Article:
GREATNESS AND ETERNAL GLORY
FROM 1896 TO 1900, the years following the Kruger telegram crisis, during which Wilhelm II worked to promote the construction of a battle fleet, there had been a number of diplomatic crises in which Germany had been able to make little more than a rhetorical contribution, a bitter reminder to the Kaiser that without a navy the Fatherland was virtually a diplomatic cipher. Until Tirpitz's majestic fleet (inaugurated in 1898) came into being--something that would not happen for at least a decade and not be complete to well into the twentieth century--Germany would have to act prudently until this "danger zone" had been safely negotiated.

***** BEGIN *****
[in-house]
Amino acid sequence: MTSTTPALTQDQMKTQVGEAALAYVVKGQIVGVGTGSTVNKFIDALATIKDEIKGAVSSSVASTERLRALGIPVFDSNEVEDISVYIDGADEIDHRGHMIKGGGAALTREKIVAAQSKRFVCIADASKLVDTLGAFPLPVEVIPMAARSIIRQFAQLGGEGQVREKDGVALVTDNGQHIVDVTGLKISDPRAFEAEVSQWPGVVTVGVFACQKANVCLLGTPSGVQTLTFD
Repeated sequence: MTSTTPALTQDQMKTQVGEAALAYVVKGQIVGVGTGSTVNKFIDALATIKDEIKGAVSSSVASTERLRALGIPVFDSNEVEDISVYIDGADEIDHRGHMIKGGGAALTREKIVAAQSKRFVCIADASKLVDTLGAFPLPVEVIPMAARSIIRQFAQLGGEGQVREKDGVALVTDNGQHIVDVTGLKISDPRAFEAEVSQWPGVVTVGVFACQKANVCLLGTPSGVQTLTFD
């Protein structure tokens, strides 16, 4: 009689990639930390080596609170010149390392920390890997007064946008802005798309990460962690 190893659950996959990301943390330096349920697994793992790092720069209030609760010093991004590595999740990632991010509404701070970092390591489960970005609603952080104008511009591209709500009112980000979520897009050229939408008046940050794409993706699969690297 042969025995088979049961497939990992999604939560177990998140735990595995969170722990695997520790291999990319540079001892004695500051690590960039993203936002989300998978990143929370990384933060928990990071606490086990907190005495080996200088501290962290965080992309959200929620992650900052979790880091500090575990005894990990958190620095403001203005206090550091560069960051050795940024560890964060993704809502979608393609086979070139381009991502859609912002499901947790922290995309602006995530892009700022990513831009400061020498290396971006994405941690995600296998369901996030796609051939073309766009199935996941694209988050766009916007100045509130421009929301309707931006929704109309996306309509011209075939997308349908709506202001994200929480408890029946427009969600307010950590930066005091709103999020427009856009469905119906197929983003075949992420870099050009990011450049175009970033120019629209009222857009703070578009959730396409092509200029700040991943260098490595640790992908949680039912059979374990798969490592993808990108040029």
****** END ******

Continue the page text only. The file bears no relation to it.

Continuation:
The first of the crises that Wilhelm II confronted in this period was in China. Germany had considerable economic interests in the Celestial Empire and in the 1860s had stationed a squadron off the coast to protect German merchants and their property. It was this flotilla that Admiral Tirpitz had commanded before being called to Berlin in 1897 to replace Hollmann as state secretary of the imperial Naval Office. The German presence on the central Chinese litoral depended on the goodwill of the British, who administered the great trading ports in the absence of any effective rule by the Manchu dynasty. To the north of these ports, in the gulf of Pechihli, Russia was asserting more and more influence, especially after China's defeat in the Sino-Japanese war of 1894- 95. What the Kaiser wanted, and what he felt entitled to, was a port which could serve as a permanent headquarters for the China squadron and as a much-needed coaling station for German ships on duty in the Pacific. This would enhance German prestige and prevent a valuable concession from falling into the hands of another power.1 Germany would somehow have to insert itself between the Russian and British spheres of influence without giving offense to either power.